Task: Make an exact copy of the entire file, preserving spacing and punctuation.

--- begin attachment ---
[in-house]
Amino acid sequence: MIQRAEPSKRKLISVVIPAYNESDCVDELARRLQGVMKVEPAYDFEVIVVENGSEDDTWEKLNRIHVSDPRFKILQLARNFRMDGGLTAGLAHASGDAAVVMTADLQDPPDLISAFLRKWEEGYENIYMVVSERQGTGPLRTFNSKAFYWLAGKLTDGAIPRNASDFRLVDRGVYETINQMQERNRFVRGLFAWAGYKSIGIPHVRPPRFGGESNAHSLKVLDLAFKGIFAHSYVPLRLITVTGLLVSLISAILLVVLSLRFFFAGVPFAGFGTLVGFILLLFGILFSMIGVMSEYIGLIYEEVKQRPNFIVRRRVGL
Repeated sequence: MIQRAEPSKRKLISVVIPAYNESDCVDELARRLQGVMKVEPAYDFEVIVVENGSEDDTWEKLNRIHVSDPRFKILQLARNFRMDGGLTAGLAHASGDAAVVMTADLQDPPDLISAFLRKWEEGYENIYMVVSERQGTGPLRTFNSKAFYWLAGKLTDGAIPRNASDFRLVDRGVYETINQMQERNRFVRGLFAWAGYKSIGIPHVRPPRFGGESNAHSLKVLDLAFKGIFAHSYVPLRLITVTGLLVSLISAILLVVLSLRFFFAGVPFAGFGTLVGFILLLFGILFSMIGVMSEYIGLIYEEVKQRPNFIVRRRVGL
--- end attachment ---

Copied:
[in-house]
Amino acid sequence: MIQRAEPSKRKLISVVIPAYNESDCVDELARRLQGVMKVEPAYDFEVIVVENGSEDDTWEKLNRIHVSDPRFKILQLARNFRMDGGLTAGLAHASGDAAVVMTADLQDPPDLISAFLRKWEEGYENIYMVVSERQGTGPLRTFNSKAFYWLAGKLTDGAIPRNASDFRLVDRGVYETINQMQERNRFVRGLFAWAGYKSIGIPHVRPPRFGGESNAHSLKVLDLAFKGIFAHSYVPLRLITVTGLLVSLISAILLVVLSLRFFFAGVPFAGFGTLVGFILLLFGILFSMIGVMSEYIGLIYEEVKQRPNFIVRRRVGL
Repeated sequence: MIQRAEPSKRKLISVVIPAYNESDCVDELARRLQGVMKVEPAYDFEVIVVENGSEDDTWEKLNRIHVSDPRFKILQLARNFRMDGGLTAGLAHASGDAAVVMTADLQDPPDLISAFLRKWEEGYENIYMVVSERQGTGPLRTFNSKAFYWLAGKLTDGAIPRNASDFRLVDRGVYETINQMQERNRFVRGLFAWAGYKSIGIPHVRPPRFGGESNAHSLKVLDLAFKGIFAHSYVPLRLITVTGLLVSLISAILLVVLSLRFFFAGVPFAGFGTLVGFILLLFGILFSMIGVMSEYIGLIYEEVKQRPNFIVRRRVGL